Christmas Postcard Pillow | Katelin Catchpole | Skillshare
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6 Lessons (11m)
    • 1. Introduction

      0:53
    • 2. Supplies

      1:08
    • 3. Getting Ready to Sew

      1:39
    • 4. Sewing the Pillow

      2:31
    • 5. Putting it all together

      4:45
    • 6. The Final Product

      0:20

About This Class

Hello, and welcome to my class! We will be learning how to make a "postcard pillow", using an image of an actual Edwardian postcard. The image provided is for a Christmas pillow, but you could use a different image if you wanted a less seasonal design. 

All you need to get started is a basic understanding on how to use a sewing machine and the following supplies:

-white thread

-printable fabric (more about this in the video)

-stuffing

-sewing machine, plus hand sewing needles

Transcripts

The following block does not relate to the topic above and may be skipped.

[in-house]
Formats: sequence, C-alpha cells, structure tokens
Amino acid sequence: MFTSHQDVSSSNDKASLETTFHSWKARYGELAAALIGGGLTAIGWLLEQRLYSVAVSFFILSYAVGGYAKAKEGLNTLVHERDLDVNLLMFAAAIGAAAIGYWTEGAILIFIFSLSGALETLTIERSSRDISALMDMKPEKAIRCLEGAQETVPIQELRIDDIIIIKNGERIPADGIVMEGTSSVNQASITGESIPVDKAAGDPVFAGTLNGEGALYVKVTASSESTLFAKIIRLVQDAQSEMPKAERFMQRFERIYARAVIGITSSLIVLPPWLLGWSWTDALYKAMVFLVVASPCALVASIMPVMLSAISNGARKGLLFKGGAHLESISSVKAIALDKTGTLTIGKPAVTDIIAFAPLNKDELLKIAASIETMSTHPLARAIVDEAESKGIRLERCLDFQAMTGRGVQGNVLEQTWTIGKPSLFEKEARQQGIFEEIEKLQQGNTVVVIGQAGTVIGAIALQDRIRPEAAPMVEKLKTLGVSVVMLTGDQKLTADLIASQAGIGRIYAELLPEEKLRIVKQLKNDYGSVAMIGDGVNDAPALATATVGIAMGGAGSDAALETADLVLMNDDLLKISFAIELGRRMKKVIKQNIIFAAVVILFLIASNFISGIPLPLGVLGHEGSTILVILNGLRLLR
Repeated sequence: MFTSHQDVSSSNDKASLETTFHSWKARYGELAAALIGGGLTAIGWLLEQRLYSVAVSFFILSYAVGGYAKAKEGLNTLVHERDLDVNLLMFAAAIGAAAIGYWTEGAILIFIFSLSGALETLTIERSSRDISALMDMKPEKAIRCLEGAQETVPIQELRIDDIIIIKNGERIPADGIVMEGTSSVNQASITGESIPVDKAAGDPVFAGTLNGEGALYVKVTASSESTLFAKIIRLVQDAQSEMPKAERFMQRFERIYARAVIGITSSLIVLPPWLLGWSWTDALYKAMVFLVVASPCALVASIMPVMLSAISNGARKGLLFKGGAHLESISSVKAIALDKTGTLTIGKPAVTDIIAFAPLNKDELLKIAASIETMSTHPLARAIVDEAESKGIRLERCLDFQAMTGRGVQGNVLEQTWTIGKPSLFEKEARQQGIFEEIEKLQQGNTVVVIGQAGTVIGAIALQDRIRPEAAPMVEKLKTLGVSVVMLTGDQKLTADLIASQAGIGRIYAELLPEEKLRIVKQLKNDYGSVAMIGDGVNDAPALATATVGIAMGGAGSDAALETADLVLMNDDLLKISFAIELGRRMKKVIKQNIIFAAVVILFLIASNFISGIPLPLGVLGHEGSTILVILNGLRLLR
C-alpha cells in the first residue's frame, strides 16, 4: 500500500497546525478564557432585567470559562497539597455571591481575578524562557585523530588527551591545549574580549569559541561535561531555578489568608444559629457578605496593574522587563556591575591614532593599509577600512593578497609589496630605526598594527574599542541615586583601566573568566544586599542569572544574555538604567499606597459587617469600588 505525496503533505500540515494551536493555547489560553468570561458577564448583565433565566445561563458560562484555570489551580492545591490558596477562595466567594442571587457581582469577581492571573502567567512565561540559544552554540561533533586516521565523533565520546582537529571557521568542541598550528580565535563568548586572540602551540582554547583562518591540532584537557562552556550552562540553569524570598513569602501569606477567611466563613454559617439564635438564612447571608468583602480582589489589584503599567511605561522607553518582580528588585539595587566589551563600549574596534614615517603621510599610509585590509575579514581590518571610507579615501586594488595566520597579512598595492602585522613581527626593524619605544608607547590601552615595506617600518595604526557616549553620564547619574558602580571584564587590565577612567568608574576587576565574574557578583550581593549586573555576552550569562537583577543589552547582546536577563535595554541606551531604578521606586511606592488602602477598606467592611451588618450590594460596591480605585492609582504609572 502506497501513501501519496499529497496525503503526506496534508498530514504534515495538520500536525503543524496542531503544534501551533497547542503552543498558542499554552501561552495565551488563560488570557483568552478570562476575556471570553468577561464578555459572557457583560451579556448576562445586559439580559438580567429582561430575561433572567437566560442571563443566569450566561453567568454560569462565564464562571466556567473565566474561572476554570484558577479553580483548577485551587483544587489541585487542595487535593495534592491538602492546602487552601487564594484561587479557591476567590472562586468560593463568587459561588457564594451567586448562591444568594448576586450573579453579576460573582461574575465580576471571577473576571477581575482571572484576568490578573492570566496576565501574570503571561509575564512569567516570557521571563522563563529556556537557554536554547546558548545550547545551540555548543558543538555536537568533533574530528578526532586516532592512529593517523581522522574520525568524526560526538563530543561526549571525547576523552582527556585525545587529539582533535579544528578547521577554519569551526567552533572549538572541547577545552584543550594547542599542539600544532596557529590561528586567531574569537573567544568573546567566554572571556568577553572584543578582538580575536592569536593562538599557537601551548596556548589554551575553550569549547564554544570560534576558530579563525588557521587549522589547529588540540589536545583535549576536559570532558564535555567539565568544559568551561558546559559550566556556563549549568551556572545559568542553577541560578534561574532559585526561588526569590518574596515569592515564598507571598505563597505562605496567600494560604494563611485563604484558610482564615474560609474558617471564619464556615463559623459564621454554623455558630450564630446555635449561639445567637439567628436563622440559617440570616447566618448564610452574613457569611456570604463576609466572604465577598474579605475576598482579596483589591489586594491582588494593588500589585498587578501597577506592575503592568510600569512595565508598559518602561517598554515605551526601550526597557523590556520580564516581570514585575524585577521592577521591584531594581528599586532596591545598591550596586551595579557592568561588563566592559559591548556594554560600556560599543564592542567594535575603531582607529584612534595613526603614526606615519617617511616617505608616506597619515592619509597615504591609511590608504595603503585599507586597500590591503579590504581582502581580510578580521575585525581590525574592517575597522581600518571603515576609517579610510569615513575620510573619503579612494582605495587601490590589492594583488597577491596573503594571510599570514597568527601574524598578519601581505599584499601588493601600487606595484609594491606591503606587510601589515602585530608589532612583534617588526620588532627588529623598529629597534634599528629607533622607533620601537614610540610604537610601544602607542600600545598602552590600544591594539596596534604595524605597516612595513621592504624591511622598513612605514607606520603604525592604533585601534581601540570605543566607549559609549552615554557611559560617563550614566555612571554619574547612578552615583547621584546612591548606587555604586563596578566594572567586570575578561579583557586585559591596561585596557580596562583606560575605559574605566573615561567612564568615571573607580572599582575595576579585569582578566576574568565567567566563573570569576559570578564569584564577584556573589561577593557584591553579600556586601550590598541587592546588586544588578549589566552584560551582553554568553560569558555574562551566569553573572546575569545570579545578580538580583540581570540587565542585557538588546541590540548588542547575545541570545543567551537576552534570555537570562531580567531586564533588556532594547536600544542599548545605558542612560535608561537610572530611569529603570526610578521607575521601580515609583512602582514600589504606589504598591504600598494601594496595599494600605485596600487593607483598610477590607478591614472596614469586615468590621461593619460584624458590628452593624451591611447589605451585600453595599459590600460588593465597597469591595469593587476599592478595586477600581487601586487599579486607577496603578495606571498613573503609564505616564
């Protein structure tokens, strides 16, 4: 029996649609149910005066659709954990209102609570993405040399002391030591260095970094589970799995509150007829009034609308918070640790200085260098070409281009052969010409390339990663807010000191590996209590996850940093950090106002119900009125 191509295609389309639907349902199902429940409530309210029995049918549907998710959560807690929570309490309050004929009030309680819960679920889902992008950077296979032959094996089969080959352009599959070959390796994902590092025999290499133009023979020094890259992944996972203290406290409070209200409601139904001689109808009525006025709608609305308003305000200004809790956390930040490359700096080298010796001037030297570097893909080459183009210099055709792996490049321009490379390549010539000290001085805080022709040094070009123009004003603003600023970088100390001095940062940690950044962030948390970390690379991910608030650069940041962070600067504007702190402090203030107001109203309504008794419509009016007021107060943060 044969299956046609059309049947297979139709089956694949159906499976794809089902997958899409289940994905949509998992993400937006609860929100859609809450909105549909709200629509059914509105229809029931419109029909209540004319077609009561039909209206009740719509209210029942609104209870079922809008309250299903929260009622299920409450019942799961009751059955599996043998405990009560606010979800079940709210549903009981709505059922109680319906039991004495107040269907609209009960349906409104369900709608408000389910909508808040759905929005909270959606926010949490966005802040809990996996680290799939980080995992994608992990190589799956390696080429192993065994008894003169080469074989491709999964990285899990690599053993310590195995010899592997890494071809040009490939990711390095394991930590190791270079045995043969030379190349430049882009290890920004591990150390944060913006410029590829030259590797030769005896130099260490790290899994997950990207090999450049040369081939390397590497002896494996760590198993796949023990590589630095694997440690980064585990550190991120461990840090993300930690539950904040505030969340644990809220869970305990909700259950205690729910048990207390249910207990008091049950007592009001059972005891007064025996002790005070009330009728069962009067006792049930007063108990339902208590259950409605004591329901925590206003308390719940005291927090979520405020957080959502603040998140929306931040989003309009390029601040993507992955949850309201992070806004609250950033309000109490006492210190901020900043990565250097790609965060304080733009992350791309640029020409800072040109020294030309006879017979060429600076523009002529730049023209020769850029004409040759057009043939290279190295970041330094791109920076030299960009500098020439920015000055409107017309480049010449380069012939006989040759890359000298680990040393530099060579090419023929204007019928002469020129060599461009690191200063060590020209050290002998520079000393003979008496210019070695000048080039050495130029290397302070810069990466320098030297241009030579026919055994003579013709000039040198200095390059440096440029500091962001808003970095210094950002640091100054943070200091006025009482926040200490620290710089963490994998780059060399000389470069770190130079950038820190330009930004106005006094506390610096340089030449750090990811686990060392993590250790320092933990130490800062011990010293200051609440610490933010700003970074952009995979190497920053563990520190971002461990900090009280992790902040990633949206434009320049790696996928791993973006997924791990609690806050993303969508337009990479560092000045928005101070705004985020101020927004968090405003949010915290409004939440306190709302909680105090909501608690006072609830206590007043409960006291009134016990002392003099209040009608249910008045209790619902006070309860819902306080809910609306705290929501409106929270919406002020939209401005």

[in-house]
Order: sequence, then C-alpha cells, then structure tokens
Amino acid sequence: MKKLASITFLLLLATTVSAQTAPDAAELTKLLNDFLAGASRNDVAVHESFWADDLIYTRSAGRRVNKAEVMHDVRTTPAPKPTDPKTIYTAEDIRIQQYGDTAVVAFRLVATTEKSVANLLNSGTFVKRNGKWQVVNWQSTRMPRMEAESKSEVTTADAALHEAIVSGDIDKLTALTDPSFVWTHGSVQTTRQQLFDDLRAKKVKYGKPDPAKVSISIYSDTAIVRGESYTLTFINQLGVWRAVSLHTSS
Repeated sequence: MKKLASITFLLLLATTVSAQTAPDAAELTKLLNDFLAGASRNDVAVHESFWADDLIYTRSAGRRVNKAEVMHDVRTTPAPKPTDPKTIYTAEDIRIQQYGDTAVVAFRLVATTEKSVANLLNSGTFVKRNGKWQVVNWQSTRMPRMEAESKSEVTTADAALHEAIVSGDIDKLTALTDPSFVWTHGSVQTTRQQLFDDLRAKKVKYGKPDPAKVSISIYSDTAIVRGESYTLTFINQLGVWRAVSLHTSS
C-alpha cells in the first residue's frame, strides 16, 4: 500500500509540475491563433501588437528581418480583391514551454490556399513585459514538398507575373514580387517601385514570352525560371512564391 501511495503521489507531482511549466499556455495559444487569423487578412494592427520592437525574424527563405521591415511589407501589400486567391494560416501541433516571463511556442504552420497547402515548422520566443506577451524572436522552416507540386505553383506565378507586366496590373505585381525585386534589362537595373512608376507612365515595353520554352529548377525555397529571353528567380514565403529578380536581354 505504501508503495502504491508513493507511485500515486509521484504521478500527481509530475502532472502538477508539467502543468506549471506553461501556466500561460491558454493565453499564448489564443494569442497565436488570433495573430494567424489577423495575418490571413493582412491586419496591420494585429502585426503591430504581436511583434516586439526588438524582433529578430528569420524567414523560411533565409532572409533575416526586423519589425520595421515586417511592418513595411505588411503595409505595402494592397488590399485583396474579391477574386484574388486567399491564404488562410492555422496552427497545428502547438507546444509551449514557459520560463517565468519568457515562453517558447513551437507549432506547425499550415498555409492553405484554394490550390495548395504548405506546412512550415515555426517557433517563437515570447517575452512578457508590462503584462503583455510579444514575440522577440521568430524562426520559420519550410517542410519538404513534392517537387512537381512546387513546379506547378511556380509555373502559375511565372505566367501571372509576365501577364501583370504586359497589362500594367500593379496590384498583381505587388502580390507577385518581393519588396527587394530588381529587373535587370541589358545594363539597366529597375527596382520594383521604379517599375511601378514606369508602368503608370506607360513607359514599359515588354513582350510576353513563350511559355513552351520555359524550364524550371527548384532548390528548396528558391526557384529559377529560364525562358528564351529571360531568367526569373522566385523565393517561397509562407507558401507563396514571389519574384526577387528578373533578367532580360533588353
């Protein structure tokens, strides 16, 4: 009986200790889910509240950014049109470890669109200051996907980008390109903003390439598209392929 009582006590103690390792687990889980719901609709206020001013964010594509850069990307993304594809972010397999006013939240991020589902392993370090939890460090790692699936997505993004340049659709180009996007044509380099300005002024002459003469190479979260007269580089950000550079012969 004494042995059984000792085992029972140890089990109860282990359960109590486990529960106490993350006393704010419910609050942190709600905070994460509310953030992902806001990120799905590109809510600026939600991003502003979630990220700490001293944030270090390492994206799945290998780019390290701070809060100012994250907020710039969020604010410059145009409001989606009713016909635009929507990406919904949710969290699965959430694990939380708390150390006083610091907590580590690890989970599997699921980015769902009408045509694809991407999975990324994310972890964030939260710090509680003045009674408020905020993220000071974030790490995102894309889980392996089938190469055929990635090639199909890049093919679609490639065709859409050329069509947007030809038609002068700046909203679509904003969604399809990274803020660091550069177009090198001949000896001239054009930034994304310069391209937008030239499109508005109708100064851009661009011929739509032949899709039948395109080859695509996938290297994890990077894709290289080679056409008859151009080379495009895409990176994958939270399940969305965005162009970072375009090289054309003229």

1. Introduction: Hi, Run my name's Kate and welcome my skill share class of a vintage inspired seamstress taking most of my inspiration for the 19 twenties but also from the Victorian eras. And sometimes it's late in the 19 fifties, I sell clothing in my Etsy shop. Photograph fashions should see my one of my designs on my logo behind us today. I'm gonna show you how to make a vintage inspired postcard pillow. Now for my image. See it here. I'm using an actual vintage postcard for both the front in the back. Ah, super simple project. All you need are basic sewing skills to get started. 2. Supplies: in terms of supplies, you'll need to buy some sort of printable fabric. I have a couple examples here. What could work? This is what I use. This is so on transfer. So you print it out on your computer and peel off the backing and that it's it's basically just fabric. Some other printable fabrics, like the one I have here, um, are actually intended to be ironed on. They have slightly sticky backing. This is fine. You can use these. You just might want to, um, iron it to something like that, like a light cotton or a very light light fabric underneath, just so that that glue is is attached to something and not sort of just on the inside of your pillow. The other option is iron on transfers. Now. I don't recommend these just because they tend to be a little plasticky and because of the design is covered her whole pillow. It might feel little uncomfortable for this project. You also need some poly fill, so they sell with for stuffed animals or for pillow felling. You get this at most cross supply stores 3. Getting Ready to Sew: Our first step is to prevent a design on the printable fabric. Now I size the image to be eight by 10. This gives enough room around the edges. First seam allowance. Now, as I mentioned earlier, the design I'm using is from my personal postcard collection. It's Avengers designed from about 1912 that makes it in the public domain, and I'm giving you full permission to use it. There are other postcard designs invite online. If you don't like this image, there plenty to find on. You'll dump interest or certain graphic sites. Um, I would recommend using something in the public domain rather than just doing something off the Internet. But with most of these old postcards, you should be relatively safe to use them. Just make sure that you resize the postcard to fit on your paper. Now that we have our design printed on the printable fabric, you want to peel off the backing. I had a bit of trouble with one of these. I ended up having to wet the fabric in order to get the backing off, and then I re ironed it just to get any of the wrinkles out that I got from doing this. It did stretch the fabric a little bit, So one of what? You'll see what I'm sewing. They don't quite line up perfectly. So if you can peel off the backing and what piece that's ideal. I just found some of these cheaper, printable fabrics that some some of them were really good in some of the march. If you have any wrinkles in your fabric, you probably want to give it a little iron. The ironing also will help loosen the fabric of the family feels really stiff. Ah, quick iron will make it more flexible and more fabric like. 4. Sewing the Pillow: make sure the to put the two sides of the fabrica lined up properly. And then so a straight line along three of the sides and then along the bottom edge, you want to leave a three inch gap in the middle. So so a little bit along one side, back stitch, then so bit along the other side, making sure to back stitch the back stitches. Just gonna lock those stitches. So where your gap is when you're sewing it up later, it won't start coming apart on you. 5. Putting it all together: Okay, now we're ready to assemble our pillow. First thing you want to do is clipped the corners and turn the pill of inside out, using the whole that you left at the bottom, you can use a sharp object such as scissors or ah, pencil. Attempt to push those corners out to make sure that perfectly square. Just be careful monetary or material. Once your pillows right way out, it's time to get stuffing. I like to gently pull apart the poly fill as I'm stuffing. I find this gives a more even fluffy field of the pillow rather than it being. I had a Lumbee. - Once your pillow is sufficiently stuffed, it's time to sew up that little gap at the bottom. Using your favorite invisible stitch, carefully sew up the bottom, so that's its flush and smooth, and none of the stitches are visible. 6. The Final Product: and that's it. You're all done. You know, have a cute little postcard pillow to add to your holiday decor. Thank you for watching. I can't wait to see all of your postcard pillows in the project section.